Among the first to vote in the 2019 Lok Sabha election will be the people of Upper Assam, which goes to polls on April 11. The residents of Chinatoli village in Jorhat constituency, however, will give it a pass. They are protesting that they never got a road leading up to their village.

“India has been an independent country for 72 years, but what did we get so far by voting?” asked Palash Gogoi, who is from the village and is currently pursuing a diploma from an industrial training institute in Jorhat. “Congress came, then BJP came. But we still don’t have a road. So this time we have decided to boycott the elections.”

A Congress bastion

Jorhat’s MP is Kamakhya Prasad Tasa of the Bharatiya Janata Party. For 18 years before that, the Congress’s Bijoy Krishna Handique held the constituency.

Chinatoli falls in the Mariani Assembly constituency, which is represented by the Congress’s three-time legislator Rupjyoti Kurmi. Tasa’s victory in the last election notwithstanding, the area is a Congress stronghold – former Assam Chief Minister Tarun Gogoi is a legislator from adjoining Titabar.

Chinatoli is a just over 20 km from Jorhat, one of Upper Assam’s largest towns. The village is home to about 400 families and has over 900 registered voters who claim successive governments have failed to pay heed to their repeated requests to lay a road to their village. “The road was earmarked for construction by the PWD [public works department] back in the 1970s but nothing has happened since,” said Dibakar Baruah, a businessman from the village.

The road to Chinatoli village in Jorhat, Assam. Photo by special arrangement

The threat of a boycott

In 2018, the village decided to boycott the panchayat election. “We thought that if we cannot even take sick people to hospital on time after voting for so many years, what is the point” said Dip Gogoi, leader of a local youth organisation which first mooted the idea of a boycott. “So, a village meeting was called ahead of the panchayat polls and it was collectively decided we would not participate.”

As news of the boycott spread, Tasa’s office arranged a meeting of the village’s representatives with Topon Kumar Gogoi, the state’s public works department minister.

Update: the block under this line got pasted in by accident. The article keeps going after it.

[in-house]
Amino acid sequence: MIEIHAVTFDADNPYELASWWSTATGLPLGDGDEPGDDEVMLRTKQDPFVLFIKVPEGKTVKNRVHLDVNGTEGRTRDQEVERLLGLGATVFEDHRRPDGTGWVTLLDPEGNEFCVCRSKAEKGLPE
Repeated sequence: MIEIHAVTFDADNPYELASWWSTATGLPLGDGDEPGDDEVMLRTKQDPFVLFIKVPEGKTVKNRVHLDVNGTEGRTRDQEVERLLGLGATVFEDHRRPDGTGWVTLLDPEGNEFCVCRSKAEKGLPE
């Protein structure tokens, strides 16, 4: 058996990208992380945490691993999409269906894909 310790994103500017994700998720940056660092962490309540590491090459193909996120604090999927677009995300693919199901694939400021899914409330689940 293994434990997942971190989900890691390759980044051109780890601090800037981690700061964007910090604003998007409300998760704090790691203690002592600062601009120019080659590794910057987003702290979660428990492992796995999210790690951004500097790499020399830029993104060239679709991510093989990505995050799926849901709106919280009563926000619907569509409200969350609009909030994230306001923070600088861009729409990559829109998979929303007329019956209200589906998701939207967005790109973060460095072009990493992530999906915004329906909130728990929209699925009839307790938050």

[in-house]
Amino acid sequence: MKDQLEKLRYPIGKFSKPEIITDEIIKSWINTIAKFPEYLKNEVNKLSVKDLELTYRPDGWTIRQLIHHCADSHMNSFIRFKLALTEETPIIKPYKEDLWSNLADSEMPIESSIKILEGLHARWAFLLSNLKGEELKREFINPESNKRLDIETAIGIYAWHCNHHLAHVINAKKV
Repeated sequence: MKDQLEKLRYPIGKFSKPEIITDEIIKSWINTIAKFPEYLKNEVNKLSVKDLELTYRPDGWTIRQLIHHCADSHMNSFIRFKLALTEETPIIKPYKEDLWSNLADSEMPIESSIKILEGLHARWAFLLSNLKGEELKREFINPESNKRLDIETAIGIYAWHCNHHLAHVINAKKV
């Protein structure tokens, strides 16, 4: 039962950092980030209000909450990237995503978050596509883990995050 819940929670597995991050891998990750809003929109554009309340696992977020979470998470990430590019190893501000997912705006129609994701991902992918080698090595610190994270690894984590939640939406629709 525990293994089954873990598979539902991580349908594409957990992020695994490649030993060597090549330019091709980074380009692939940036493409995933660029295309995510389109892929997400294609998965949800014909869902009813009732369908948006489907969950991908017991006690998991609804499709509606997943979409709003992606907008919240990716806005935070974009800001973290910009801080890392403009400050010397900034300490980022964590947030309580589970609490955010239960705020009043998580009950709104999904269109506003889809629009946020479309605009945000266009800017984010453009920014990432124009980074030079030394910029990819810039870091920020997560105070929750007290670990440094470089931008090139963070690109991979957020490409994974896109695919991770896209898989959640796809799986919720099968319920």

Promise is made, and broken

Gogoi reportedly promised the road would be built before the parliamentary election and requested the villagers to reconsider their decision, said Dip Gogoi, who attended the meeting. “The minister said he would get in touch with officials the very next day and told us not to worry and cast our votes,” said Dip Gogoi.

Chinatoli, assured by the minister’s promise, voted. Madhya Nakachari panchayat, where Chinatoli is located, elected the BJP.

Four months since, work on the road is yet to begin, said Chinatoli’s residents.

When contacted, Topon Kumar Gogoi, who is the BJP candidate from Jorhat this time, said he did not remember making any such promise. When provided with details, he said, “They submitted a memorandum, nothing more.”

Kurmi, the legislator, admitted that the road to Chinatoli was in a “very bad state”. “The Congress government was making village roads in phases,” he said. “Had we come back to power in 2014, the road would have been made by now.”

Kurmi accused Topon Kumar Gogoi of inaction. “He made a written promise and yet failed to make the road,” he said, “and that is why people of Chinatoli have lost faith in elections.”

Chinatoli’s villagers, however, maintain that they hold the Congress and the BJP equally responsible. “All parties have taken us for a ride,” said Baruah.

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